MANILA, Philippines (AP) — A Jordanian journalist has identified the leader of an al-Qaida-linked terrorist group that held him for a year and a half in the jungles of the southern Philippines after luring him with a promise of an interview.
Appearing gaunt and bearded, TV journalist Baker Atyani was brought to a hospital in Sulu province under heavy guard after security forces took him into custody late Wednesday.
He said that Abu Sayyaf commander Jul Asman Sawadjaan plotted his kidnapping in June last year with the help of his fighters and civilians in the restive, predominantly Muslim southern province. Two Philippine security officers said authorities were verifying intelligence that Sawadjaan had died due to an illness before Atyani walked free.
Sawadjaan is one of the few surviving Abu Sayyaf commanders based in the jungles of Sulu's mountainous Patikul town. He has been linked to several abductions and attacks as part of the Abu Sayyaf group, which has carved a brutal image for beheadings, bombings and ransom kidnappings.
"There's nothing better than freedom," Atyani said in the hospital, thanking Filipino officials and people who worked for his release.
"I can see people around me, I can communicate, I can smile, I can feel that there are people who can understand me ... This is the feeling that I have really lost for the last 18 months," he said.
Atyani gained prominence for interviewing Osama bin Laden in Afghanistan a few months before the Sept. 11, 2001, attacks. Accompanied by two Filipino crewmen, he traveled to Sulu's jungles to interview Abu Sayyaf militants. His two companions were freed in February but Atyani was left behind.
"I was really shocked when they told me ... 'brother, you are our hostage,'" Atyani said.
Sulu military commander Col. Jose Cenabre said that Atyani either was freed or escaped from his captors. Atyani said that he escaped on his third attempt in the captivity after sensing that the gunmen have let their guard down and studying the route leading to a road by the sea.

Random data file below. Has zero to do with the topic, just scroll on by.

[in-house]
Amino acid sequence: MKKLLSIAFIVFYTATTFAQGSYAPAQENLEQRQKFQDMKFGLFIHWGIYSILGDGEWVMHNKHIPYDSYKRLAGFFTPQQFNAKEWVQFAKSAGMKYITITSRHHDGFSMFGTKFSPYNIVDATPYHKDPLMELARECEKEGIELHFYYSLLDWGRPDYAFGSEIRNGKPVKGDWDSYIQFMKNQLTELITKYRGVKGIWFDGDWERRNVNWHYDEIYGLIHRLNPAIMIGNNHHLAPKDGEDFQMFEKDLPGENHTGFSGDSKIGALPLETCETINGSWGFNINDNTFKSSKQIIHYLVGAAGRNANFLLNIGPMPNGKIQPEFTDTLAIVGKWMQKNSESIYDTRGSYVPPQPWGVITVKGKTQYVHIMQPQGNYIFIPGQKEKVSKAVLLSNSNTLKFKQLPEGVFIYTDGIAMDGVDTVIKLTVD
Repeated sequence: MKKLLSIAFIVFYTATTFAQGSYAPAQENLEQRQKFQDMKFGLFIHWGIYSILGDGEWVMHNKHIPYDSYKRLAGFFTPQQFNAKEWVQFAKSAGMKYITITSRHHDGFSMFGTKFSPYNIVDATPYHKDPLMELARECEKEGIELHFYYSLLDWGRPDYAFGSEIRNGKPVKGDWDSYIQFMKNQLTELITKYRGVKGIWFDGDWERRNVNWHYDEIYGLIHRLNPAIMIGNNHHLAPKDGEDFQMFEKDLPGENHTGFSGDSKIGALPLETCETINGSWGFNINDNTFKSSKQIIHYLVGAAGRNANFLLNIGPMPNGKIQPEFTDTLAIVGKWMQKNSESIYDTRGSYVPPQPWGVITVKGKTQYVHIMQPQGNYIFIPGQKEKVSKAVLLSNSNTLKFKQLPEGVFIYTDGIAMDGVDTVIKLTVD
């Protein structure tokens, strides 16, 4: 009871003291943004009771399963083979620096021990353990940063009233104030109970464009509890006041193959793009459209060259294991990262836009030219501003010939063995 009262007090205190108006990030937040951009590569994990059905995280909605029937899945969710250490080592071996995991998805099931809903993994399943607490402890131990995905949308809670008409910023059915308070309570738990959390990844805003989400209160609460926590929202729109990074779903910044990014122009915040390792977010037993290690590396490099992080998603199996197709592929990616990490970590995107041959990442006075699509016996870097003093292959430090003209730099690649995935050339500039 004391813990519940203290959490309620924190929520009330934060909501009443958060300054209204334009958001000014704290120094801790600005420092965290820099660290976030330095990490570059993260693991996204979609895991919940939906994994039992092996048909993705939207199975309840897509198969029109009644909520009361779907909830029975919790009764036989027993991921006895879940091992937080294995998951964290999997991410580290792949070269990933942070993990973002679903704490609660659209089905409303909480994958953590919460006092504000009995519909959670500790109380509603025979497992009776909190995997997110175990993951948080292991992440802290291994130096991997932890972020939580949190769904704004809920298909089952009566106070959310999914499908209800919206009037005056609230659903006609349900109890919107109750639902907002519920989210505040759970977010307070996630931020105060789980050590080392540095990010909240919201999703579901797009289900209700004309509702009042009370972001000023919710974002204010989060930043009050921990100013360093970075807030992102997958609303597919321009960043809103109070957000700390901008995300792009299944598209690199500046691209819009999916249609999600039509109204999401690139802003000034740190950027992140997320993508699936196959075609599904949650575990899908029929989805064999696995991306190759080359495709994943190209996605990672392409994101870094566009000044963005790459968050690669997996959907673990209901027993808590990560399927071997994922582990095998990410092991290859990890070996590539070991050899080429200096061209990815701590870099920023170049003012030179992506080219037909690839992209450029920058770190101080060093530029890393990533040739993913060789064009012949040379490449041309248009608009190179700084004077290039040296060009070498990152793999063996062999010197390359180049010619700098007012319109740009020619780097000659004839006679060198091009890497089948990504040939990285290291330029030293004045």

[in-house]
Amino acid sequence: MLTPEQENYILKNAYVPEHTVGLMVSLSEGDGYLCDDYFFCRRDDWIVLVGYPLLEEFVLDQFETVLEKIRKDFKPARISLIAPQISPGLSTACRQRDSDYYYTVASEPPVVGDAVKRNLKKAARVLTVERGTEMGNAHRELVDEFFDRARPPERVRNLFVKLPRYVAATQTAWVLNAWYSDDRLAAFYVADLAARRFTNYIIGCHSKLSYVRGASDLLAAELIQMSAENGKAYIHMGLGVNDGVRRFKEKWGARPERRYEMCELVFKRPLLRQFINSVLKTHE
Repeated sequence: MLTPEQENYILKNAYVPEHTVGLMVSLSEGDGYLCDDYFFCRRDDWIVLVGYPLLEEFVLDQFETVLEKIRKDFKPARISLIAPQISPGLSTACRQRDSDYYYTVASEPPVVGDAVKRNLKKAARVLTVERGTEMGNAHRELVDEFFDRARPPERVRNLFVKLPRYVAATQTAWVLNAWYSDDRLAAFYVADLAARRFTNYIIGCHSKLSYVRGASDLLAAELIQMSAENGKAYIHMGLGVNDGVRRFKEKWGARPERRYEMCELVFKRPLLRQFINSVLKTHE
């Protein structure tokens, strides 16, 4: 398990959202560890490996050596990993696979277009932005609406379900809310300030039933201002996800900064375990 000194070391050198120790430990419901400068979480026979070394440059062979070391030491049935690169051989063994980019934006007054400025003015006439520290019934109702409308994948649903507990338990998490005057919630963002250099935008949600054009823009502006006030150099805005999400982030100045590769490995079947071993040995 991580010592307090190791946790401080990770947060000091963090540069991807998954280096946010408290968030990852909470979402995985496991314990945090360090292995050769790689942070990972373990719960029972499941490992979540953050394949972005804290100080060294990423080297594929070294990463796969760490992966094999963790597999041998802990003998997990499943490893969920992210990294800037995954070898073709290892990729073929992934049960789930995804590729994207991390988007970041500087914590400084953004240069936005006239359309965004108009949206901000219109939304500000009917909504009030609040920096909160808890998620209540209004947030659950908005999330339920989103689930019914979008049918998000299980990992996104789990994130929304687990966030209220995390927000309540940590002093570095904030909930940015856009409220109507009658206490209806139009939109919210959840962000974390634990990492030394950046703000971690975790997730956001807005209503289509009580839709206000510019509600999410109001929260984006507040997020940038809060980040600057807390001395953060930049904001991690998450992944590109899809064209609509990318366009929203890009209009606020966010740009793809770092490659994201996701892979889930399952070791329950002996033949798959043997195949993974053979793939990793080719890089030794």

Cenabre said it was difficult to verify speculations that a ransom was paid.
Atyani's Al Arabiya News Channel, based in Dubai and owned by a Saudi broadcaster, said in a statement that the kidnappers handed him over to the local governor's office late Wednesday and that Philippine authorities would secure his return to Jordan.
Two Philippine security officers who dealt with Atyani's kidnapping said authorities were verifying information that his captor, Sawadjaan, had grown weak in recent months and died due to an unspecified illness shortly before Atyani gained his freedom. The two officers declined to be named because of the sensitivity of their work.
When asked about Sawadjaan, Atyani said he heard that the Abu Sayyaf commander was suffering from a kidney ailment but he was not sure what had happened to him.
The militants still hold at least 17 captives in their jungle strongholds, including two European bird watchers who were kidnapped last year, Cenabre said. He added that Atyani told him he did not see the other captives.